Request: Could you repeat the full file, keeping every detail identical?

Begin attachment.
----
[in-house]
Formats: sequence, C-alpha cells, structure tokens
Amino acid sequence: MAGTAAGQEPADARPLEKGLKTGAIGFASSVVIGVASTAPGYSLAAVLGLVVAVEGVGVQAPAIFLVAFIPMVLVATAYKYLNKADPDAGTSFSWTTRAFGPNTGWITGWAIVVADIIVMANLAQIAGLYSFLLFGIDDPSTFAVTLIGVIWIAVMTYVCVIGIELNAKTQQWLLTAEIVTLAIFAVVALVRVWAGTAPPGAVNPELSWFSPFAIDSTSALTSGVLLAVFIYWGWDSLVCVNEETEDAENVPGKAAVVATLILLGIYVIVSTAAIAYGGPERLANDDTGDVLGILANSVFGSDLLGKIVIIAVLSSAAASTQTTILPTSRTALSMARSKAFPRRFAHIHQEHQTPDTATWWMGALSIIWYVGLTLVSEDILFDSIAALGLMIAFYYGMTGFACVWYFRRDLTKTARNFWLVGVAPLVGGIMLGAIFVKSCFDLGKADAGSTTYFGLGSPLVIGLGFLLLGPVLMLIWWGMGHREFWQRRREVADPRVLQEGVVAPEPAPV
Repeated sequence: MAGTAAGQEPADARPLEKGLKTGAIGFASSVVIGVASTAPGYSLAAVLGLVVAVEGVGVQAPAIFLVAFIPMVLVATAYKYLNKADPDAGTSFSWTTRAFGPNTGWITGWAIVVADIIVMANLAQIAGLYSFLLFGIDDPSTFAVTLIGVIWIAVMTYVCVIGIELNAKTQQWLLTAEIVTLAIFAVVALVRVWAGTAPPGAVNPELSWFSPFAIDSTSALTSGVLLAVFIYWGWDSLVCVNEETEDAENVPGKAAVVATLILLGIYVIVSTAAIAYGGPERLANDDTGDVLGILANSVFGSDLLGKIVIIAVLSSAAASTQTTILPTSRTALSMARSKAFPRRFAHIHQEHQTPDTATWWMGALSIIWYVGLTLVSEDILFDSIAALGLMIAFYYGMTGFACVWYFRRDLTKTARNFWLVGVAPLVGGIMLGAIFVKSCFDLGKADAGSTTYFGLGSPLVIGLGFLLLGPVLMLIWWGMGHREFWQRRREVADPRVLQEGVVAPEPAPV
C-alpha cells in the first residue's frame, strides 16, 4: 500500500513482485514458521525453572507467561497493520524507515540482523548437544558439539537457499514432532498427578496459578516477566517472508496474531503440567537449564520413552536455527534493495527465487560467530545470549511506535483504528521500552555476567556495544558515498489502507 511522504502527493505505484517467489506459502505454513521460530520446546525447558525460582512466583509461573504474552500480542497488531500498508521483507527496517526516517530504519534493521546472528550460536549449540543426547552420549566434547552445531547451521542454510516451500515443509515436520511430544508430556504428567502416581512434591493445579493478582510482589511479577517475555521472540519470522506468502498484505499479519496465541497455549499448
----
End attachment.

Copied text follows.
[in-house]
Formats: sequence, C-alpha cells, structure tokens
Amino acid sequence: MAGTAAGQEPADARPLEKGLKTGAIGFASSVVIGVASTAPGYSLAAVLGLVVAVEGVGVQAPAIFLVAFIPMVLVATAYKYLNKADPDAGTSFSWTTRAFGPNTGWITGWAIVVADIIVMANLAQIAGLYSFLLFGIDDPSTFAVTLIGVIWIAVMTYVCVIGIELNAKTQQWLLTAEIVTLAIFAVVALVRVWAGTAPPGAVNPELSWFSPFAIDSTSALTSGVLLAVFIYWGWDSLVCVNEETEDAENVPGKAAVVATLILLGIYVIVSTAAIAYGGPERLANDDTGDVLGILANSVFGSDLLGKIVIIAVLSSAAASTQTTILPTSRTALSMARSKAFPRRFAHIHQEHQTPDTATWWMGALSIIWYVGLTLVSEDILFDSIAALGLMIAFYYGMTGFACVWYFRRDLTKTARNFWLVGVAPLVGGIMLGAIFVKSCFDLGKADAGSTTYFGLGSPLVIGLGFLLLGPVLMLIWWGMGHREFWQRRREVADPRVLQEGVVAPEPAPV
Repeated sequence: MAGTAAGQEPADARPLEKGLKTGAIGFASSVVIGVASTAPGYSLAAVLGLVVAVEGVGVQAPAIFLVAFIPMVLVATAYKYLNKADPDAGTSFSWTTRAFGPNTGWITGWAIVVADIIVMANLAQIAGLYSFLLFGIDDPSTFAVTLIGVIWIAVMTYVCVIGIELNAKTQQWLLTAEIVTLAIFAVVALVRVWAGTAPPGAVNPELSWFSPFAIDSTSALTSGVLLAVFIYWGWDSLVCVNEETEDAENVPGKAAVVATLILLGIYVIVSTAAIAYGGPERLANDDTGDVLGILANSVFGSDLLGKIVIIAVLSSAAASTQTTILPTSRTALSMARSKAFPRRFAHIHQEHQTPDTATWWMGALSIIWYVGLTLVSEDILFDSIAALGLMIAFYYGMTGFACVWYFRRDLTKTARNFWLVGVAPLVGGIMLGAIFVKSCFDLGKADAGSTTYFGLGSPLVIGLGFLLLGPVLMLIWWGMGHREFWQRRREVADPRVLQEGVVAPEPAPV
C-alpha cells in the first residue's frame, strides 16, 4: 500500500513482485514458521525453572507467561497493520524507515540482523548437544558439539537457499514432532498427578496459578516477566517472508496474531503440567537449564520413552536455527534493495527465487560467530545470549511506535483504528521500552555476567556495544558515498489502507 511522504502527493505505484517467489506459502505454513521460530520446546525447558525460582512466583509461573504474552500480542497488531500498508521483507527496517526516517530504519534493521546472528550460536549449540543426547552420549566434547552445531547451521542454510516451500515443509515436520511430544508430556504428567502416581512434591493445579493478582510482589511479577517475555521472540519470522506468502498484505499479519496465541497455549499448